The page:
Bhawani Bhatta, The Kathmandu Post, May 13, 2020
District Administration Office in Rupandehi is preparing to bring Nepali migrants stuck in quarantine facilities in the bordering Indian town of Nautanwa.
In the past two days, the local administration in Kanchanpur brought back 242 Nepalis stranded at the no-man’s-land near Bramhadev in the district. All of them are being kept in quarantine at Baijanath Secondary School in Mahendranagar.
“Indian security personnel brought the 242 Nepali nationals to the border area from various quarantine facilities in India,” said Bir Bahadur Sahu, superintendent of police at the Armed Police Force 35 No Battalion in Jhalari. “We were not informed about it.”
When Nepal and India went under lockdown nearly 50 days ago, many Nepali migrants were kept in various quarantine facilities in Khatima, Banbasa and Tanakpur in India.
The district administration of Kanchanpur had attempted to bring back the stranded Nepalis some two weeks ago but could not take the step without the permission of the federal Ministry of Home Affairs.
“We wrote to the Ministry two weeks ago about the situation but are yet to receive a response,” said Nurahari Khatiwada, the chief district officer of Kanchanpur. “But we can’t leave our citizens stranded, so we decided to bring them back on the condition that they undergo coronavirus tests and stay in quarantine if need be.”
According to Khatiwada, rapid tests were conducted on 235 people and all the reports were negative for the virus.
“We have yet to test the remaining seven due to a shortage of rapid diagnostic test kits. Their throat swabs will be collected soon and sent to Dhangadhi for testing through the Polymerase Chain Reaction method,” he added.
It is estimated that around 300 Nepalis are stranded in quarantine facilities in Khatima, India. They had attempted to enter Nepal on Saturday but the APF personnel had stopped them from crossing into Nepal.
Meanwhile, the District Administration Office in Rupandehi is preparing to bring back Nepali migrants stuck in quarantine facilities in the bordering Indian town of Nautanwa.
The authorities are setting up quarantine facilities and are preparing to run coronavirus tests through the Polymerase Chain Reaction method on those who will cross the border into Nepal.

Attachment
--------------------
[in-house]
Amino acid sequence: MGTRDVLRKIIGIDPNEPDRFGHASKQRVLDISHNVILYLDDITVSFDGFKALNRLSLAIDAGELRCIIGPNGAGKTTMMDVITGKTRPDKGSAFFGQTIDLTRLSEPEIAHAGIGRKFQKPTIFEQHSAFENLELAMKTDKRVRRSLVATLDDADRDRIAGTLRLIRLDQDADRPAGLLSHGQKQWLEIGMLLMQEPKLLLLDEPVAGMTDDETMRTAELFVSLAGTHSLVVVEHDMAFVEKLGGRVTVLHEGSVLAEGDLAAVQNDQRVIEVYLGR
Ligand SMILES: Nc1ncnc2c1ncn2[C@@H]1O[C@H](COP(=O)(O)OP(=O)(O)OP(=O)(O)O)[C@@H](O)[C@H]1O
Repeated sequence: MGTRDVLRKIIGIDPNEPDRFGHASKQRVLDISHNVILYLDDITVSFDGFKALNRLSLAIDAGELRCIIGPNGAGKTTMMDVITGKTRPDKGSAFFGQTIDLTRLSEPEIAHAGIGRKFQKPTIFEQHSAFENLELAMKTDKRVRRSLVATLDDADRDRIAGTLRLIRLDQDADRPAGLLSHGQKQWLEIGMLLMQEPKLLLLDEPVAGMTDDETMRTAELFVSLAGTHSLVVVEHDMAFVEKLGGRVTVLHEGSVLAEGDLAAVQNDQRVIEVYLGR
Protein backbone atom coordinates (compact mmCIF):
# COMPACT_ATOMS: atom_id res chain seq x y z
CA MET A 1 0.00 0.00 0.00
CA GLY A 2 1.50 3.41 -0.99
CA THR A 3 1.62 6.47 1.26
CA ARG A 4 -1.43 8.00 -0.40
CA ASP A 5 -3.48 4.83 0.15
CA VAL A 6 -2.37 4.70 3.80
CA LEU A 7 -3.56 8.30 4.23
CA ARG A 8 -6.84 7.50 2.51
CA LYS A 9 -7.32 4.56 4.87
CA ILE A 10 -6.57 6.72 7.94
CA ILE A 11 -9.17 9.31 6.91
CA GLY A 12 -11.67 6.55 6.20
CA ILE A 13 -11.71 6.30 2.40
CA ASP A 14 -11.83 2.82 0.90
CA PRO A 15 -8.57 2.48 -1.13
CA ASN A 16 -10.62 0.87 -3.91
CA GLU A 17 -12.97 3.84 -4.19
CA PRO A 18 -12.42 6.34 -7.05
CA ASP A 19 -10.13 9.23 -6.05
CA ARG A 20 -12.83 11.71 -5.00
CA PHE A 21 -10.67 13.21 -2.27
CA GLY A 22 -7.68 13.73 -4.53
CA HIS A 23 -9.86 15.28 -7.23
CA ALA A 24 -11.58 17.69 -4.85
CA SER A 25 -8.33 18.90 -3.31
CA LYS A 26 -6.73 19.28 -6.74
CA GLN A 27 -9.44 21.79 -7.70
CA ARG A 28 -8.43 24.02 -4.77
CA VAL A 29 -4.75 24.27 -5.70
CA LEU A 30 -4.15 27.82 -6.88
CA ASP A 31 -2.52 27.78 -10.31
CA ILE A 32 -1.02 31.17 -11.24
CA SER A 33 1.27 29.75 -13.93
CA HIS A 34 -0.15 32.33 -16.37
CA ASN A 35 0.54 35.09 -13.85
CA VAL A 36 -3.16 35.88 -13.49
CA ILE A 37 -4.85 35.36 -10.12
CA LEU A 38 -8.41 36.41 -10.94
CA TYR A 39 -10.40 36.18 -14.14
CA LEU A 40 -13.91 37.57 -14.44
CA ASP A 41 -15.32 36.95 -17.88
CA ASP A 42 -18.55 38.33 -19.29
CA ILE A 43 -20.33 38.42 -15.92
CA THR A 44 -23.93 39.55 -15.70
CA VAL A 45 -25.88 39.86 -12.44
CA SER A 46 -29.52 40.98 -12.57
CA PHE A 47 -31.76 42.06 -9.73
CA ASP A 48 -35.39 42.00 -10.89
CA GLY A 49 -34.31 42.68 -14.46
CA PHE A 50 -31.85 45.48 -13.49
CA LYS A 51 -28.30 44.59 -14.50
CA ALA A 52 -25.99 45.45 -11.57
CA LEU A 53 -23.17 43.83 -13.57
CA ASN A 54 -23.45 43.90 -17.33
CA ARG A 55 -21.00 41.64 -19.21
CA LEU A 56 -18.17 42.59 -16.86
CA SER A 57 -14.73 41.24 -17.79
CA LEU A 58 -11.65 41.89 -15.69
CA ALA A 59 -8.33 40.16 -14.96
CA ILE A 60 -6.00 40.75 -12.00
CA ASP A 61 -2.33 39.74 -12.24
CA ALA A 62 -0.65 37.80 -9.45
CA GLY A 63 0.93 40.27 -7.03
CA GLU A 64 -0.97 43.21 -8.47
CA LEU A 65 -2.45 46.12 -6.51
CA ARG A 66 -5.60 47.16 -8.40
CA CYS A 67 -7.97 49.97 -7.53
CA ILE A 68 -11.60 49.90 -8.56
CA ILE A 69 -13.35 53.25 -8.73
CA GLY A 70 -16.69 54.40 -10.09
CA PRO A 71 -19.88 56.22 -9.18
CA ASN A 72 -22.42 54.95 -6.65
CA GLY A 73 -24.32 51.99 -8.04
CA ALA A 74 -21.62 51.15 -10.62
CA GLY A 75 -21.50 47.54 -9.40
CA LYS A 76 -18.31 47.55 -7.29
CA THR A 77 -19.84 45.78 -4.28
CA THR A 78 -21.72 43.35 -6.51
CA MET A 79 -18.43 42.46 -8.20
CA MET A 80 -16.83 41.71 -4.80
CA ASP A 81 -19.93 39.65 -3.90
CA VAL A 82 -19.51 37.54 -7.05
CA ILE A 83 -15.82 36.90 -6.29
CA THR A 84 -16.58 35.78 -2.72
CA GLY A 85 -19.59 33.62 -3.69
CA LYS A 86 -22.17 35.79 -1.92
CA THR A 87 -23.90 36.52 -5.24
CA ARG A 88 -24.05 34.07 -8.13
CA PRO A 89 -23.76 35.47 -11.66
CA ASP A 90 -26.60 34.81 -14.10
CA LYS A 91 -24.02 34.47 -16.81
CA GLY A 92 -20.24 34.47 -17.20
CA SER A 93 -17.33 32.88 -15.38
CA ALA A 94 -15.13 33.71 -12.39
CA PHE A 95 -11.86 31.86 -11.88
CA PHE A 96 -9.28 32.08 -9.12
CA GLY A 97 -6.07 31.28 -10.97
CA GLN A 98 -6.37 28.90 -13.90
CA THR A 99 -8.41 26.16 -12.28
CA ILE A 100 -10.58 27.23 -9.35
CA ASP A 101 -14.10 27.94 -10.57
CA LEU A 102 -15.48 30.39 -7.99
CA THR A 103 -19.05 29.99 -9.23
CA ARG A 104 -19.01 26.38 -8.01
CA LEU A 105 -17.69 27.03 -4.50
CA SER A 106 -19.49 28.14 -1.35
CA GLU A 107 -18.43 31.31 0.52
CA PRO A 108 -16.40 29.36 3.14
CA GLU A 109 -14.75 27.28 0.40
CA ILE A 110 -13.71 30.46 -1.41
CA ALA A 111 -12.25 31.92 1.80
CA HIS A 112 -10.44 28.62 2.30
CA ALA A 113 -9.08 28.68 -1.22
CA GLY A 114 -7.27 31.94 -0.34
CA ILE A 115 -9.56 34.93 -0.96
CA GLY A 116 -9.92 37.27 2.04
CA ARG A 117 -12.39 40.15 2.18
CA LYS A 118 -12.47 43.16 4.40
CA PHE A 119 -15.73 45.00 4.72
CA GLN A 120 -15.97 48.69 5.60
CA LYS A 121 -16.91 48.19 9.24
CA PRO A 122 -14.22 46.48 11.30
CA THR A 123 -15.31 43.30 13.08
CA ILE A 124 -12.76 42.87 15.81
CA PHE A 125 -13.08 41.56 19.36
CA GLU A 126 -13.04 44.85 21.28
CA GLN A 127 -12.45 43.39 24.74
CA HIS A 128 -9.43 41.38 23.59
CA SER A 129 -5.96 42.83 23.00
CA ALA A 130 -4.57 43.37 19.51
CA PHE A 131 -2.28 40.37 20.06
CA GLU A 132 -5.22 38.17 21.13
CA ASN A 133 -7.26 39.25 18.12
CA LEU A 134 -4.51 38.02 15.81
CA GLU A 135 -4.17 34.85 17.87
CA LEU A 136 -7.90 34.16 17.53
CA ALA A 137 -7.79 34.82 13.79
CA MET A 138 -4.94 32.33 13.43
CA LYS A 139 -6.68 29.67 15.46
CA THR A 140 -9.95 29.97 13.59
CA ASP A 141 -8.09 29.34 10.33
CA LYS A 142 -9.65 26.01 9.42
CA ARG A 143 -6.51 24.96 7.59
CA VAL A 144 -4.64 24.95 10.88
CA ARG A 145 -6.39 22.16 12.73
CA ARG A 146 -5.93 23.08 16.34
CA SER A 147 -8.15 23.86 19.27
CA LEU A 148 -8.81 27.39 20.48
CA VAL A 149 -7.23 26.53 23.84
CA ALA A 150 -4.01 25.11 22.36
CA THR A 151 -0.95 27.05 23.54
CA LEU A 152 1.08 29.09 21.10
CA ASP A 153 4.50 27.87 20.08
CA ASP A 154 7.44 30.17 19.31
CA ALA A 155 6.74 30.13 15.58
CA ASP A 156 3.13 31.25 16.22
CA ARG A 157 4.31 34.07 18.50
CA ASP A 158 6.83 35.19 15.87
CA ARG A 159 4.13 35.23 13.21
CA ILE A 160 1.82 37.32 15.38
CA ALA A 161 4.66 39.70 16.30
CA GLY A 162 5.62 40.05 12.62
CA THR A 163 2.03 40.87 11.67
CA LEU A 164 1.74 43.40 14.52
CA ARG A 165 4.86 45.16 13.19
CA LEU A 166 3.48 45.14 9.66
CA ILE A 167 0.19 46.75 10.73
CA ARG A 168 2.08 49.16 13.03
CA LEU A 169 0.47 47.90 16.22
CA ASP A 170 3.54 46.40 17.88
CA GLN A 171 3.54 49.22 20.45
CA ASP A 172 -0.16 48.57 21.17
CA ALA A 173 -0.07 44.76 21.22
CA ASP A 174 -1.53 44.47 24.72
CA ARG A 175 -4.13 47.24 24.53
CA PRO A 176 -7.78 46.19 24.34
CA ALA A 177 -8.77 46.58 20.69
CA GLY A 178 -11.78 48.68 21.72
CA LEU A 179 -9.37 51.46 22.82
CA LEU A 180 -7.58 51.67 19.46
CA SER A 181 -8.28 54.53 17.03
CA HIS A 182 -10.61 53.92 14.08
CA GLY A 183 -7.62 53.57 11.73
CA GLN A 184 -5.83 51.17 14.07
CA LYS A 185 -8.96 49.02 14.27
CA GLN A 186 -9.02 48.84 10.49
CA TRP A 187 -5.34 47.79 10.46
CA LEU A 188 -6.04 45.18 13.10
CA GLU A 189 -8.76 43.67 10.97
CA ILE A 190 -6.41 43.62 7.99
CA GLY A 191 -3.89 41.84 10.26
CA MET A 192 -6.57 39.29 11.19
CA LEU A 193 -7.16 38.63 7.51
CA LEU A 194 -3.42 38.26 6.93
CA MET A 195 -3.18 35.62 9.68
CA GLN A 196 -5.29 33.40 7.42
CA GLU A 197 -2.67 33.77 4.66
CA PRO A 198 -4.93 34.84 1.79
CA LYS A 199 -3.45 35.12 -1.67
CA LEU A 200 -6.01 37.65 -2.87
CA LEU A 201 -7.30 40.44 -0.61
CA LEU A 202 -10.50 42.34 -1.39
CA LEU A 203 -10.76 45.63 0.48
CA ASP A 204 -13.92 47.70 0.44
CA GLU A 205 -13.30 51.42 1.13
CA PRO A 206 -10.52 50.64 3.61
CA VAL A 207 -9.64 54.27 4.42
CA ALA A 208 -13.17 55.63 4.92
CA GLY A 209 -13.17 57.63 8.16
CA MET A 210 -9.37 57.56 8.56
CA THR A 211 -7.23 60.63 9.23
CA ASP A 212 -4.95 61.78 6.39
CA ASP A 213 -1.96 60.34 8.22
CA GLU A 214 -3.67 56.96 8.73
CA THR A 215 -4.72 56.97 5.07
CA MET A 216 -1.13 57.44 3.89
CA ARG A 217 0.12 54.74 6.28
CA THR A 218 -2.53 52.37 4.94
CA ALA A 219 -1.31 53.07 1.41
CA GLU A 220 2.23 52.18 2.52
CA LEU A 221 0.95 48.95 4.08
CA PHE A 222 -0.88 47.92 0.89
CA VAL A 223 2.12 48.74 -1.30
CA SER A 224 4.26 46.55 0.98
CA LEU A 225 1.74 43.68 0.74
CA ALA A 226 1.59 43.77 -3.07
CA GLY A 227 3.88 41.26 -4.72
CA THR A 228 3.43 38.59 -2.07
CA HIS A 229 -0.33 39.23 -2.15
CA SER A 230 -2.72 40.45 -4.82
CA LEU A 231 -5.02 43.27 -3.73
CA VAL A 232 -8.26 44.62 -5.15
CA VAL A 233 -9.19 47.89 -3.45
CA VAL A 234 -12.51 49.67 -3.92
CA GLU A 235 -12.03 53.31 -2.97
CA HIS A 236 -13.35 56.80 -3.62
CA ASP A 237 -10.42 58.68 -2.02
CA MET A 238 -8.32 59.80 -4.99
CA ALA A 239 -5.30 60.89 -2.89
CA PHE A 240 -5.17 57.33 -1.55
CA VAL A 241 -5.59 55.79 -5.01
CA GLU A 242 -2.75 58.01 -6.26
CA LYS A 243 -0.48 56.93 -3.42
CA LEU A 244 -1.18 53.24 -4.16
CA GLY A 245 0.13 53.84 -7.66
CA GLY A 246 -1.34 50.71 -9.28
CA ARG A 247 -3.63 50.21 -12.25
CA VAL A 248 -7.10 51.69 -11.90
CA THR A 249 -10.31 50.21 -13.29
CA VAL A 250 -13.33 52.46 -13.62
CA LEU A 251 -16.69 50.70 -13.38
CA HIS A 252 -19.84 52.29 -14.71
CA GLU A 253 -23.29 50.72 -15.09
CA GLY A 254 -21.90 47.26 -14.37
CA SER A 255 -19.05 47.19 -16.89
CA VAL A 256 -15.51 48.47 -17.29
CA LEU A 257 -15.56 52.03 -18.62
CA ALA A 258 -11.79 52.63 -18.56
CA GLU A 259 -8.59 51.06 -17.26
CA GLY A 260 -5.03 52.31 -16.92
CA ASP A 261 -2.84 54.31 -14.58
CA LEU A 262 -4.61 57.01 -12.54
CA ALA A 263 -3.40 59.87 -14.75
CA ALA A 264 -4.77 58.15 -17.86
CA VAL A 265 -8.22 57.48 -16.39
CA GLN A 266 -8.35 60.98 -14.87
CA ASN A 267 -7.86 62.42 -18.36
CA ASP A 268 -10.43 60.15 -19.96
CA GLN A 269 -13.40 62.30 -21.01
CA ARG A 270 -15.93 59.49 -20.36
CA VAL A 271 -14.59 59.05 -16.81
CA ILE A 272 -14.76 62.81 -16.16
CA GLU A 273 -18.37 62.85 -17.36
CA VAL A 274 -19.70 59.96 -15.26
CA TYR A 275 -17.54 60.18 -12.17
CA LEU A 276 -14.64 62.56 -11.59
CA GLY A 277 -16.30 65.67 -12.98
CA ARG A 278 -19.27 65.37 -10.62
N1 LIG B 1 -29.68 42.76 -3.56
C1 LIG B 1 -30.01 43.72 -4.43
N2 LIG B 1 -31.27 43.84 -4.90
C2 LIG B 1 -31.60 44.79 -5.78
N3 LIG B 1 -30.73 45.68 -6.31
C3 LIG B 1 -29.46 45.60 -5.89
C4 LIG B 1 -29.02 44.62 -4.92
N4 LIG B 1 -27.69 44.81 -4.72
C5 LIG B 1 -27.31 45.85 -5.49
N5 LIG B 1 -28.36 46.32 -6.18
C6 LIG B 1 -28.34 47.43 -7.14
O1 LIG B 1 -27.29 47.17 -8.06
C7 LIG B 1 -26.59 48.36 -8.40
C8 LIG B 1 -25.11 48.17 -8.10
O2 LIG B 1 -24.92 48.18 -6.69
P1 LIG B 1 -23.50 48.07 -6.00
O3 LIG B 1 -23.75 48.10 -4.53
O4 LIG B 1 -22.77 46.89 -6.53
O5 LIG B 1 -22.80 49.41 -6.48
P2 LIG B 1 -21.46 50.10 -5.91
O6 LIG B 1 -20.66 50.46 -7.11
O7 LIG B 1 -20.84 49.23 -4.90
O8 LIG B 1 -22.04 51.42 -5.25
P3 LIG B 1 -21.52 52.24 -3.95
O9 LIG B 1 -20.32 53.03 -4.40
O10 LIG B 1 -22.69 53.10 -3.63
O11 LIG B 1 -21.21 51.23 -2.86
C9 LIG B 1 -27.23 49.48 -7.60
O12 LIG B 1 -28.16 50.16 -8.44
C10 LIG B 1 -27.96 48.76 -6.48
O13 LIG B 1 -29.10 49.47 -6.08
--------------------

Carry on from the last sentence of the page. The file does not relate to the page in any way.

However, shortage of kits to run PCR tests is a major hurdle for Nepali authorities to allow movement of people across the border and into Nepal. It is estimated that around 700 homebound Nepalis are stranded in Nautanwa-based quarantine facilities. Hundreds of Nepalis have gathered in the Bhairahawa-Sunauli border point to return home.
Nepali citizens who spent three weeks in quarantine facilities in Nautanwa have been protesting against the Nepali government with hunger strikes and sit-ins, demanding they be allowed to return home.
Chief District Officer of Rupandehi Mahadev Pantha said that the stranded Nepalis brought into the country will have to undergo coronavirus tests before they are allowed to go to their respective hometowns.
“We can’t send them home without conducting tests on them. We have demanded the federal government to provide us with 2,000 PCR kits. We can make arrangements to bring home the stranded Nepalis once the kits are supplied,” he said. According to him, the number of Nepali nationals who want to return home is increasing every day.
“The Indian authorities are also under pressure to send the Nepalis home because those at the quarantine facilities have been staging protests, demanding to be sent home. I sent Nepali officers to Nautanwa twice to convince the Nepalis not to stage hunger strikes,” said Pantha. “They will soon be brought home.”
According to Pantha, all local units in the district have been instructed to start setting up quarantine facilities to hold at least 1,000 returnees and run PCR tests on those who have spent 21 days in quarantine in India, given that the authorities are provided with enough PCR testing kits.
“We don’t know the number of Nepalis arriving at the border following the resumption of rail service in India but we expect the number to be large,” Pantha said.
Tilotta Municipality Mayor Basudev Ghimire said that the local unit, following a meeting at the District Administration Office, was holding talks to set up a quarantine facility at Tikuligad Secondary School for at least 200 people.
“We are preparing to conduct tests on all the returnees,” said Ghimire, “If the results come negative, they will head back home. We are prepared to keep them in quarantine for 6-7 days.”
Hira Kewat, the chairperson of Omsatasya Rural Municipality, said that the local unit has urged the CDO to let the returnees leave only after completing their stay at the quarantine facilities.
“It will be difficult to arrange food and accommodation for 200-300 returnees at a time,” said Kewat.